Marcotte believes that many businesses have begun to misperceive the web from a global perspective. He uses an analogy developed by philosopher Alfred Korzybski to explain his view. Korzybski calls it the “rhetorical divide” — the preposition that there will always be a difference between an object and the representation of it. In other words, no matter how much time we spend trying to describe a thing, we will never be able to truly explain the reality of it. As an example, no matter how detailed a map is, it will never fully describe the territory it represents. In other words, the map is not the territory.
Marcotte says that this is the same for the way that we look at the web. At conferences, in digital businesses, as website owners, we often misconceive what the web is in its totality - and as a result - we fail to recognize what it has the potential to become. According to Marcotte, we apply decidedly western values onto the web, envision western users, and convieniently look over the fact that the web is much more complex (yet with more opportunities) than we’d like to admit.
With this misconception comes a fault in the way that we further create the web — we develop in accordance to what we believe is the reality. Marcotte says that we typically have “conceptual baggage” when it comes to terms such as “mobile users” — we jump to an image of iPhone and Samsung users in London or New York. But the reality is that the global mobile market is far more complex than that.
In Bangladesh, mobile usage is booming, and with the emergence of mega cities such as Dhaka, with 13.5 million residents in a area with an extremely high population density, the mobile market is incomprehensible. These mobile users can rarely afford their own mobile phones, and instead rent hardware and data from local vendors.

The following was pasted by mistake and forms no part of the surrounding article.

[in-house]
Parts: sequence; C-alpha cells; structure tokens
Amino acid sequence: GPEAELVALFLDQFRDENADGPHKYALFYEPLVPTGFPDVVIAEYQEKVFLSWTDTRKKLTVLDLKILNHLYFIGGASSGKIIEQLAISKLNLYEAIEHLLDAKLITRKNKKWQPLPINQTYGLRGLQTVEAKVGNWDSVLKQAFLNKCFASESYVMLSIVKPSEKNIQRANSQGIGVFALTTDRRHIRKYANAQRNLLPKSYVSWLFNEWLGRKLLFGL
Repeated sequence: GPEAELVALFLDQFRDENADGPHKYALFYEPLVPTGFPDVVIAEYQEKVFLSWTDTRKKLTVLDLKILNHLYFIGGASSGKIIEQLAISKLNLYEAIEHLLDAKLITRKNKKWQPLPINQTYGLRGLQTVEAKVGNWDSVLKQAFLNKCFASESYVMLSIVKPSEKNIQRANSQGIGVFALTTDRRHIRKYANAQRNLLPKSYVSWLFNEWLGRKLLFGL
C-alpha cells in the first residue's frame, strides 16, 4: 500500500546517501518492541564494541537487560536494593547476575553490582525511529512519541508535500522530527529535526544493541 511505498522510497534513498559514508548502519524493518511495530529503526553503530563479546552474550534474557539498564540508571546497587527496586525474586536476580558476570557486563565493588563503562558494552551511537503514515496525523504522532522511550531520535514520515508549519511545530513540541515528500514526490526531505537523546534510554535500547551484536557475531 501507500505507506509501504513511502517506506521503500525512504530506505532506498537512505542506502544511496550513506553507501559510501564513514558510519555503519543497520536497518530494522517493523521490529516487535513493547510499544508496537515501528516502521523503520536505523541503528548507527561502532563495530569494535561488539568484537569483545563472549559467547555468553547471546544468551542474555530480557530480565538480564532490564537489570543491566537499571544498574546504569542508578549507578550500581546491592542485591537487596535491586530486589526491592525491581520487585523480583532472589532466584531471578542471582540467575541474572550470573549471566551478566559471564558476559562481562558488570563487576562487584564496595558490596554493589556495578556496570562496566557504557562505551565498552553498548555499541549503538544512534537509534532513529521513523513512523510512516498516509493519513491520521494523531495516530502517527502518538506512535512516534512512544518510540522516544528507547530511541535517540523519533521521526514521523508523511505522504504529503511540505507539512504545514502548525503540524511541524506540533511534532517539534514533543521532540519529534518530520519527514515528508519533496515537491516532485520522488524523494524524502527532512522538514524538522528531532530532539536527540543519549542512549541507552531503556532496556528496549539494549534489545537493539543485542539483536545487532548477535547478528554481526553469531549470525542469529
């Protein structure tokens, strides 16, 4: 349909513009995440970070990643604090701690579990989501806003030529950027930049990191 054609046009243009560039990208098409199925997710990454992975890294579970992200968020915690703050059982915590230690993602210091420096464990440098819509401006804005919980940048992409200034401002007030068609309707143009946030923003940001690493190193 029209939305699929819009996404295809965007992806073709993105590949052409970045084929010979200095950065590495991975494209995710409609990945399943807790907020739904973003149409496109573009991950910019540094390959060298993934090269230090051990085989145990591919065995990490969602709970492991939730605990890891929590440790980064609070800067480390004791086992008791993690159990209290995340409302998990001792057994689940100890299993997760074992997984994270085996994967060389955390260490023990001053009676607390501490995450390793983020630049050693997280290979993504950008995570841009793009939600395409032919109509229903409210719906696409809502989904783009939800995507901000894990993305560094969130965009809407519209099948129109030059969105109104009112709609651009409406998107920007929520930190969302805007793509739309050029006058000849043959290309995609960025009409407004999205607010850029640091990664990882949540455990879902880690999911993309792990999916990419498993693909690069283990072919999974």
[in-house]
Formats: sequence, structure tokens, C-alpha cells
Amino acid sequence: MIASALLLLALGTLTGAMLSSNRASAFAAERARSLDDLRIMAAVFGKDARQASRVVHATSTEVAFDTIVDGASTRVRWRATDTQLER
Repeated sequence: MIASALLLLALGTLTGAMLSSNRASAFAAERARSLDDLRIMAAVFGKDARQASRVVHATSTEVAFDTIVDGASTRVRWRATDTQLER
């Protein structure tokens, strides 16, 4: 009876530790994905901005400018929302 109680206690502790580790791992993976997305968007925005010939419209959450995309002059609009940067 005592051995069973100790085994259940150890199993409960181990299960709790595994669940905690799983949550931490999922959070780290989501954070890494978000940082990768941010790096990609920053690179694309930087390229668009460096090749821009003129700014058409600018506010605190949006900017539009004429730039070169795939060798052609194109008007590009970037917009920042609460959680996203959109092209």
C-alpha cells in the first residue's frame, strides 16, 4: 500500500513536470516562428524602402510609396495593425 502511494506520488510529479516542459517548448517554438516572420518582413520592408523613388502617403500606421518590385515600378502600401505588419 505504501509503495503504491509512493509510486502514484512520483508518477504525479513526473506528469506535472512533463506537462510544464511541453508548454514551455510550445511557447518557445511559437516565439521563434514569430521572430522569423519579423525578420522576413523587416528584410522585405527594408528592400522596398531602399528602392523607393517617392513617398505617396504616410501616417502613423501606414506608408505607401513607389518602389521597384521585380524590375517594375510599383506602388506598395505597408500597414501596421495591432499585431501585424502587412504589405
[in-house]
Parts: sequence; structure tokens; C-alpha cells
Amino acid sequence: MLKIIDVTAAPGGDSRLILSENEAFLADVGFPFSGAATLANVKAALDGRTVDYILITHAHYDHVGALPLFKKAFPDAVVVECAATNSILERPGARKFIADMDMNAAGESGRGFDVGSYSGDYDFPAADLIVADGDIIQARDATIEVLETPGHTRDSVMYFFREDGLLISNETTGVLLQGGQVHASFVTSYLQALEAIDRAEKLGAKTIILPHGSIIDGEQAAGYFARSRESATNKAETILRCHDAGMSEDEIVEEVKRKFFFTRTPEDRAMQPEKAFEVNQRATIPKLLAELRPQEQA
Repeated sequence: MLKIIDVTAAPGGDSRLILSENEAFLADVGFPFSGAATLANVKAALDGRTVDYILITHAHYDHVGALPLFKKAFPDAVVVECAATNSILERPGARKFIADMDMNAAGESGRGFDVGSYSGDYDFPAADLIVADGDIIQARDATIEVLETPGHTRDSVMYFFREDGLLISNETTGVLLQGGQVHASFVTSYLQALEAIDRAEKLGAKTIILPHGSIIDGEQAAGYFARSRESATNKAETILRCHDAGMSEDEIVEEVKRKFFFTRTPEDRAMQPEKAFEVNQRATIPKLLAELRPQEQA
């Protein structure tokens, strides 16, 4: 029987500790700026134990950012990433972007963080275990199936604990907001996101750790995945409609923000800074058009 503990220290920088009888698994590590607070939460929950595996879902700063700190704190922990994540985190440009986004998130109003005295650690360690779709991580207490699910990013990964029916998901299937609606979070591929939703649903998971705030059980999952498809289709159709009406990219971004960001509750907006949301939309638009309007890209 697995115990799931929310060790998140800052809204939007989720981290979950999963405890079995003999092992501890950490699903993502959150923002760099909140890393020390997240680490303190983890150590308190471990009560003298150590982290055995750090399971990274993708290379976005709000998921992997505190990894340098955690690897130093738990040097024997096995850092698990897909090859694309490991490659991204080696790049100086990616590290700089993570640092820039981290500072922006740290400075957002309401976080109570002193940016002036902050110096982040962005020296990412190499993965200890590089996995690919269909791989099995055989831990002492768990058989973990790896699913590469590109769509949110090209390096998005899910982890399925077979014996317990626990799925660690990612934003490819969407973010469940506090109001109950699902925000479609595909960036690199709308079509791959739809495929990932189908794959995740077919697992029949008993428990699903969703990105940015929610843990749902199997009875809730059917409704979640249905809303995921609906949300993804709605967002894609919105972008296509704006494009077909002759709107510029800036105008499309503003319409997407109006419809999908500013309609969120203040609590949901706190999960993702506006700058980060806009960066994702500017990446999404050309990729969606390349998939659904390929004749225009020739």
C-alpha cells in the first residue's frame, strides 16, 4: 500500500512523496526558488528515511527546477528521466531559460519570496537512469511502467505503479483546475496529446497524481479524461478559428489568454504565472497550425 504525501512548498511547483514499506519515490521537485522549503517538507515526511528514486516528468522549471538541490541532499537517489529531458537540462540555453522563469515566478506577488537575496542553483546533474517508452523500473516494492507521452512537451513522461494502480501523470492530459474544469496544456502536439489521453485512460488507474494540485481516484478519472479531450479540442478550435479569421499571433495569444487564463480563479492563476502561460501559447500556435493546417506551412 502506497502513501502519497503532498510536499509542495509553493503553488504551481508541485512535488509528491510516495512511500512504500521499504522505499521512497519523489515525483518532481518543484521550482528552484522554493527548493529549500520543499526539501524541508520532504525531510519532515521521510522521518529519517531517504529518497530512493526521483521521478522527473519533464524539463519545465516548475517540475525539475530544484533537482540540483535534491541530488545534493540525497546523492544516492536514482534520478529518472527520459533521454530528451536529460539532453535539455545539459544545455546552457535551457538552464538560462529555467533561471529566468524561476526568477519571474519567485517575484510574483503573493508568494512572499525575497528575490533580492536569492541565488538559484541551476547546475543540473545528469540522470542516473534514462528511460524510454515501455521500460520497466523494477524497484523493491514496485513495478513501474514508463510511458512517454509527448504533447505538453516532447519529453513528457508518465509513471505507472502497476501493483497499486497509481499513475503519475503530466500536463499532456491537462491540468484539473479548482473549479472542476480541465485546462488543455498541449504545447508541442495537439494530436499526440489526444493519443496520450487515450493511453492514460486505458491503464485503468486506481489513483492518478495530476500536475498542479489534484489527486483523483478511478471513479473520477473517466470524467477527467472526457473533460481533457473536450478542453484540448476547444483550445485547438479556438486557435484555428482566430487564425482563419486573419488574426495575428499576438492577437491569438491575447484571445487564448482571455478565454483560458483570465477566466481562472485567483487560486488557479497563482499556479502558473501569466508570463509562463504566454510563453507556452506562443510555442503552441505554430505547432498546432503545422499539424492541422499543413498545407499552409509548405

Furthermore, with 700 million mobile users in Sub-saharan Africa, mobile usage is skyrocketing , and mobile payment is “lightyears ahead” of what it is in the USA.
In countries like Kenya internet access continues to record positive growth, where mobile businesses are designed for reach — for accessibility for the lowest end of the spectrum who are browsing on slow mobile devices with 2G connections. These are the new frontiers — the lion’s share of users — but attracting them is not going to be achieved through state-of-the-art sites.
This goes in direct conflict with the size of the responsive web, which just keeps on growing based upon average page size. The average web site today is 700% larger than just a few years ago. We need to shift our perceptions of cities and what global mobile users really are.
Marcotte addressed what we were thinking — on first sight, none of this seems applicable to Western businesses who are trying to attract Western consumers. But he counters this with the argument that very soon they might be our users, and even goes on to say that actually, they should be our users. Without considering these largely undiscovered markets, we are ignoring a massive part of the web; overlooking both economic opportunity and a chance to create outstanding web platforms for diverse users.
Through not considering these markets, we are unintentionally building a digital divide; whereby users in developing countries are limited to the small portion of the web that is accessible to them.
Marcotte ultimately argues that in order to avoid widening the “rhetorical divide” of the web, we need to step back and understand the fuller and truer picture of the both the users and the devices that interact with it. We must stop seeing progress as building groundbreaking websites that can only be accessed by the very latest devices. Instead, we must design for the lowest end of the spectrum whilst maintaining a valuable experience for all.
“That’s the future of responsiveness. Companies who adapt will emerge winners in the future.”